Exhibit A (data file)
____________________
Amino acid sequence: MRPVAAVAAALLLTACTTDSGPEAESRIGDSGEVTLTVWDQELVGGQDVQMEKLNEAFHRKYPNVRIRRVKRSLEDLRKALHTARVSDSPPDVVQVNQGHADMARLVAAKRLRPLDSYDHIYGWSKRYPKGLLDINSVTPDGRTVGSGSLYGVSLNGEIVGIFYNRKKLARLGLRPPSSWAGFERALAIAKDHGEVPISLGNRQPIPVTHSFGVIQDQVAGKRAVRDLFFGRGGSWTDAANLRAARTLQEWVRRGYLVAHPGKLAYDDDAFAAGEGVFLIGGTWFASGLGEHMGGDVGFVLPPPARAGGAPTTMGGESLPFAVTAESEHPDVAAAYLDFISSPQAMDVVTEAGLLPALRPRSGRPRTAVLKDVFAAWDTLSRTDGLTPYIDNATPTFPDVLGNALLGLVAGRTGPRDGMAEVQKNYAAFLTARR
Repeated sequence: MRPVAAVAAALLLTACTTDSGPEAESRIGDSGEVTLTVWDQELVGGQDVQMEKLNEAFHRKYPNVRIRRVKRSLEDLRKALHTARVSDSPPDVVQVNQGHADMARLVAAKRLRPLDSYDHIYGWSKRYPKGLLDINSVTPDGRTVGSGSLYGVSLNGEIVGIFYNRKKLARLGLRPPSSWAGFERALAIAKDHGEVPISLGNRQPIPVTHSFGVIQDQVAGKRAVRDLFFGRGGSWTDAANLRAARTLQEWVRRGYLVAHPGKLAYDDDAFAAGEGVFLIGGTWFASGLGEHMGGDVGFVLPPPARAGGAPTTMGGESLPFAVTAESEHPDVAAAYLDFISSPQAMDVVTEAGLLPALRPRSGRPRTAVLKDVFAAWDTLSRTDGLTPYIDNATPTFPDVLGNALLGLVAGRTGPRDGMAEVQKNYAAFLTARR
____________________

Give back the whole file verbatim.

Amino acid sequence: MRPVAAVAAALLLTACTTDSGPEAESRIGDSGEVTLTVWDQELVGGQDVQMEKLNEAFHRKYPNVRIRRVKRSLEDLRKALHTARVSDSPPDVVQVNQGHADMARLVAAKRLRPLDSYDHIYGWSKRYPKGLLDINSVTPDGRTVGSGSLYGVSLNGEIVGIFYNRKKLARLGLRPPSSWAGFERALAIAKDHGEVPISLGNRQPIPVTHSFGVIQDQVAGKRAVRDLFFGRGGSWTDAANLRAARTLQEWVRRGYLVAHPGKLAYDDDAFAAGEGVFLIGGTWFASGLGEHMGGDVGFVLPPPARAGGAPTTMGGESLPFAVTAESEHPDVAAAYLDFISSPQAMDVVTEAGLLPALRPRSGRPRTAVLKDVFAAWDTLSRTDGLTPYIDNATPTFPDVLGNALLGLVAGRTGPRDGMAEVQKNYAAFLTARR
Repeated sequence: MRPVAAVAAALLLTACTTDSGPEAESRIGDSGEVTLTVWDQELVGGQDVQMEKLNEAFHRKYPNVRIRRVKRSLEDLRKALHTARVSDSPPDVVQVNQGHADMARLVAAKRLRPLDSYDHIYGWSKRYPKGLLDINSVTPDGRTVGSGSLYGVSLNGEIVGIFYNRKKLARLGLRPPSSWAGFERALAIAKDHGEVPISLGNRQPIPVTHSFGVIQDQVAGKRAVRDLFFGRGGSWTDAANLRAARTLQEWVRRGYLVAHPGKLAYDDDAFAAGEGVFLIGGTWFASGLGEHMGGDVGFVLPPPARAGGAPTTMGGESLPFAVTAESEHPDVAAAYLDFISSPQAMDVVTEAGLLPALRPRSGRPRTAVLKDVFAAWDTLSRTDGLTPYIDNATPTFPDVLGNALLGLVAGRTGPRDGMAEVQKNYAAFLTARR